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Southern Aroostook Community School unveils new state of the art heating system

DYER BROOK, Maine — A year-long renovation project to replace a worn out heating system at Southern Aroostook Community School is finally complete.

Members of the RSU 50 board inspected the new heating system and other energy improvements made to the school during a Monday, Feb. 11, meeting.

As part of a “performance based” contract, the district will pay for the $2,452,850 project over 17 years from the savings on energy costs already built into the budget, according to school officials.

The Siemens Corporation did an evaluation of the school and came up with a plan to replace the building heating system, as well as replace a number of inefficient windows at the school. The resulting cost savings, estimated at $75,000 per year, will be used to pay for the upgrades over the loan period, minimizing the impact to local taxpayers.

The major focus of the renovations was to update a 41-year-old boiler that was part of the original equipment in the school when it opened in 1976.

Tom Seekins, market manager/energy and environmental services for Seimens, said the new propane-based heating system will be vastly more energy efficient than the previous furnaces, which operated on  No. 5 fuel oil.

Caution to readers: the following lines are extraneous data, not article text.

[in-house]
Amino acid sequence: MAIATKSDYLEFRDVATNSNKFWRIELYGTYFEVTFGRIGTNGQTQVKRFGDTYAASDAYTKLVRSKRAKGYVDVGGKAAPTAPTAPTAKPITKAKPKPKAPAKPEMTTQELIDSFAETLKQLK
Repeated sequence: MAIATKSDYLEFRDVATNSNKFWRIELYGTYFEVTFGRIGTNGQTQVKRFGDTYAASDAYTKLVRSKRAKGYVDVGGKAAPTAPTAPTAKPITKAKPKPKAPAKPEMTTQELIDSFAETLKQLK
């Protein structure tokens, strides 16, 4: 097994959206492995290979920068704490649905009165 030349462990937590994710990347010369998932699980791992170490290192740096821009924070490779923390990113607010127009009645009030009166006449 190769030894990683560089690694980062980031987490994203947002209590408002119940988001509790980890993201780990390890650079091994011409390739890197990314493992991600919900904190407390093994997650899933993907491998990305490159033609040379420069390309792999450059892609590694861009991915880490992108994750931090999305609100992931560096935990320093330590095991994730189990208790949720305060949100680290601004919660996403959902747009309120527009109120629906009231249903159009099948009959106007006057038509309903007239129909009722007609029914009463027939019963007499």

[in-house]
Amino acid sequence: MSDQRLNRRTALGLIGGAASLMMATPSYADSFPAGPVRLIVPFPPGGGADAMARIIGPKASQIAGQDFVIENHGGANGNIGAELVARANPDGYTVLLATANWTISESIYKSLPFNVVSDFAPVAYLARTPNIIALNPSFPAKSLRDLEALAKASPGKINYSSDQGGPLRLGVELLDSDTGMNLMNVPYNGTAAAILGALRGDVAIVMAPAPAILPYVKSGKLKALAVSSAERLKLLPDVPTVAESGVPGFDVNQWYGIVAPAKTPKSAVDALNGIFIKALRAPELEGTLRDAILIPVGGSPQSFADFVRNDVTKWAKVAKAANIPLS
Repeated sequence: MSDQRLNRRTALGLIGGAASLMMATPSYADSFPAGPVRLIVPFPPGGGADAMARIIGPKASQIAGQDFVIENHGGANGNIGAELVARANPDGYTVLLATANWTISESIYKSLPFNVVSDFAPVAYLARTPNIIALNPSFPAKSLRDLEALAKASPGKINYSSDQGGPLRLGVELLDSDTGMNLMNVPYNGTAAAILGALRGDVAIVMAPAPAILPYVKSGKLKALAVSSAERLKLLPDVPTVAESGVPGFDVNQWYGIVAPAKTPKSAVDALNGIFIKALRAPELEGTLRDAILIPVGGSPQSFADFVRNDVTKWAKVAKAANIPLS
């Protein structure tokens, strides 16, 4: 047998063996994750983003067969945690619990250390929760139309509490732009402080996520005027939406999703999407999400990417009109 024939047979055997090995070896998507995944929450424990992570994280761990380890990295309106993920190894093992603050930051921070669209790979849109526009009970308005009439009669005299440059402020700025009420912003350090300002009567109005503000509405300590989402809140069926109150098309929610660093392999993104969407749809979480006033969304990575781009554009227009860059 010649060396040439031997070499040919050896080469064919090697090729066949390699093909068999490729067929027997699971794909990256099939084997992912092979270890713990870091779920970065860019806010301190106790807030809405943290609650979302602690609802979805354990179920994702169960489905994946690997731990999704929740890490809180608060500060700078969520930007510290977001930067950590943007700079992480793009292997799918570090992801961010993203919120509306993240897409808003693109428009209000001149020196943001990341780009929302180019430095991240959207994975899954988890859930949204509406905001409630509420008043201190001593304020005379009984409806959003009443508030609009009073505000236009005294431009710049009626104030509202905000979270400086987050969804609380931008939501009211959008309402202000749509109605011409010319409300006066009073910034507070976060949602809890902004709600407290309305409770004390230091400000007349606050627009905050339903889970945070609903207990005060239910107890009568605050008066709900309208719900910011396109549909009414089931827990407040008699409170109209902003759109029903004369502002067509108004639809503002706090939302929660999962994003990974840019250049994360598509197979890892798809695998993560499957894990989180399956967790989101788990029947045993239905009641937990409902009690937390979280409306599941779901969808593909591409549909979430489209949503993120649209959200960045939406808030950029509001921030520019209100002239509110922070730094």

The district was faced with little choice but to replace its aging boilers. On Jan. 3, 2018, students at SACS had to be sent home because one of boilers at the school failed, making it too cold in the classrooms. The district paid $21,000 to get that furnace back up and running.

In addition to the furnace, the school upgraded the roof, replaced nearly 80 percent of the doors in the school with new energy efficient models, installed updated lighting fixtures, and addressed a number of electrical problems.

“There is still quite a bit left to do (for additional improvements), but we were capped at $2.5 million under this system,” Seekins said.

“There is more to do, but there were major areas that were addressed,” said RSU 50 Superintendent Jon Porter. “There were safety things that really needed to be taken care of.”

The furnace replacement brings a tremendous amount of relief not just for staff and administrators, but students as well.

“Just the piece of mind that when kids come to school, there will be heat is huge,” he said. “We don’t have to band-aid things together like we had been doing.”

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